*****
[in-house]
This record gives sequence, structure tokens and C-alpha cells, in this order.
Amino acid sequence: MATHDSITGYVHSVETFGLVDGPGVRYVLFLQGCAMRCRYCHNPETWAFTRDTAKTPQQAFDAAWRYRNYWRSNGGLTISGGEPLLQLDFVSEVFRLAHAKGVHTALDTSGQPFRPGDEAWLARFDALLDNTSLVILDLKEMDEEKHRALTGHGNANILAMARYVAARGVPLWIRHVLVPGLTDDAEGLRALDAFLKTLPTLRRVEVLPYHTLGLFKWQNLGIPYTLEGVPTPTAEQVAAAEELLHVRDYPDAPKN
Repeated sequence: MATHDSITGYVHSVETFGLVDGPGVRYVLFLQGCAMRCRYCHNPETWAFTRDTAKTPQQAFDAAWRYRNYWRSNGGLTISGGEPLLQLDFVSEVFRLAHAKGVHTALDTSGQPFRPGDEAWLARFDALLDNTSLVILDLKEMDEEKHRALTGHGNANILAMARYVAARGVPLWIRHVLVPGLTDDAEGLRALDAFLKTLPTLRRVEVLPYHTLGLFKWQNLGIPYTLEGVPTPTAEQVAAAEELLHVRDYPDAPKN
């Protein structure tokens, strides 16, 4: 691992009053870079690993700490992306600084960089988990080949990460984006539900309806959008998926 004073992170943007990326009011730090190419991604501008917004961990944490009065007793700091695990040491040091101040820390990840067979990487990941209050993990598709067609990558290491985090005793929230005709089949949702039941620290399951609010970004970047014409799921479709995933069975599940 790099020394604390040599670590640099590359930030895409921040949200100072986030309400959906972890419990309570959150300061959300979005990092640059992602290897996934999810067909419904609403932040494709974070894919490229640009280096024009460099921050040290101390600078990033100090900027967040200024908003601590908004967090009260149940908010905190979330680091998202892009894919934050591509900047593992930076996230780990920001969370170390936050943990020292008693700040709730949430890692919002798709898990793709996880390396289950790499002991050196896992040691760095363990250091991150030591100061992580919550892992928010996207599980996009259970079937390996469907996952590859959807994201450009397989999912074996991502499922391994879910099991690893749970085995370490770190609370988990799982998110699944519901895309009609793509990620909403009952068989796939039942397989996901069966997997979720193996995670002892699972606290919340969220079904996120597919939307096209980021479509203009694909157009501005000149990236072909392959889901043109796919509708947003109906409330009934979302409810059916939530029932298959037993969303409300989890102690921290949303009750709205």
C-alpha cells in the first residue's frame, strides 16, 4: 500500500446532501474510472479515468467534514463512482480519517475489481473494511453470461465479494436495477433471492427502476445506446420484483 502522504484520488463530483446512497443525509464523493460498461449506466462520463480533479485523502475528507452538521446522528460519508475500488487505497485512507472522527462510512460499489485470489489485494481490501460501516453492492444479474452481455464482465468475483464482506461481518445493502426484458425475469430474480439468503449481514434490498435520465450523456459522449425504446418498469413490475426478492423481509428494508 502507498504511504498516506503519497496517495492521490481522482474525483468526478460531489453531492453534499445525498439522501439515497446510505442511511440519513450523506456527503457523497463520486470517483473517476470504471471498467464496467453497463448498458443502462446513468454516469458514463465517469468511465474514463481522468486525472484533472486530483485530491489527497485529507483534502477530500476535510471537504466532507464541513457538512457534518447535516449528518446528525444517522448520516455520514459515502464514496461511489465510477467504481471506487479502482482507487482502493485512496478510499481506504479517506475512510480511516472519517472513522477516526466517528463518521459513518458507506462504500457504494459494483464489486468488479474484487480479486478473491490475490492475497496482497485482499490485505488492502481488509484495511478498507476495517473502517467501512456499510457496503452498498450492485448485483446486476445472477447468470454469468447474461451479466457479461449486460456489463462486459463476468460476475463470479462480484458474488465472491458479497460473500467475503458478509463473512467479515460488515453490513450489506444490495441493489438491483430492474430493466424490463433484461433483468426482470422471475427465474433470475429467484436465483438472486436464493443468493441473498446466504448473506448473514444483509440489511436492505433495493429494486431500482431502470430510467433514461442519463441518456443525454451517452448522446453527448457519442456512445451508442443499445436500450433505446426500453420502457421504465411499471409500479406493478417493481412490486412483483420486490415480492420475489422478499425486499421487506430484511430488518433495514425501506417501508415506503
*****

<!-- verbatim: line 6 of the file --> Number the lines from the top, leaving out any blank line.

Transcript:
C-alpha cells in the first residue's frame, strides 16, 4: 500500500446532501474510472479515468467534514463512482480519517475489481473494511453470461465479494436495477433471492427502476445506446420484483 502522504484520488463530483446512497443525509464523493460498461449506466462520463480533479485523502475528507452538521446522528460519508475500488487505497485512507472522527462510512460499489485470489489485494481490501460501516453492492444479474452481455464482465468475483464482506461481518445493502426484458425475469430474480439468503449481514434490498435520465450523456459522449425504446418498469413490475426478492423481509428494508 502507498504511504498516506503519497496517495492521490481522482474525483468526478460531489453531492453534499445525498439522501439515497446510505442511511440519513450523506456527503457523497463520486470517483473517476470504471471498467464496467453497463448498458443502462446513468454516469458514463465517469468511465474514463481522468486525472484533472486530483485530491489527497485529507483534502477530500476535510471537504466532507464541513457538512457534518447535516449528518446528525444517522448520516455520514459515502464514496461511489465510477467504481471506487479502482482507487482502493485512496478510499481506504479517506475512510480511516472519517472513522477516526466517528463518521459513518458507506462504500457504494459494483464489486468488479474484487480479486478473491490475490492475497496482497485482499490485505488492502481488509484495511478498507476495517473502517467501512456499510457496503452498498450492485448485483446486476445472477447468470454469468447474461451479466457479461449486460456489463462486459463476468460476475463470479462480484458474488465472491458479497460473500467475503458478509463473512467479515460488515453490513450489506444490495441493489438491483430492474430493466424490463433484461433483468426482470422471475427465474433470475429467484436465483438472486436464493443468493441473498446466504448473506448473514444483509440489511436492505433495493429494486431500482431502470430510467433514461442519463441518456443525454451517452448522446453527448457519442456512445451508442443499445436500450433505446426500453420502457421504465411499471409500479406493478417493481412490486412483483420486490415480492420475489422478499425486499421487506430484511430488518433495514425501506417501508415506503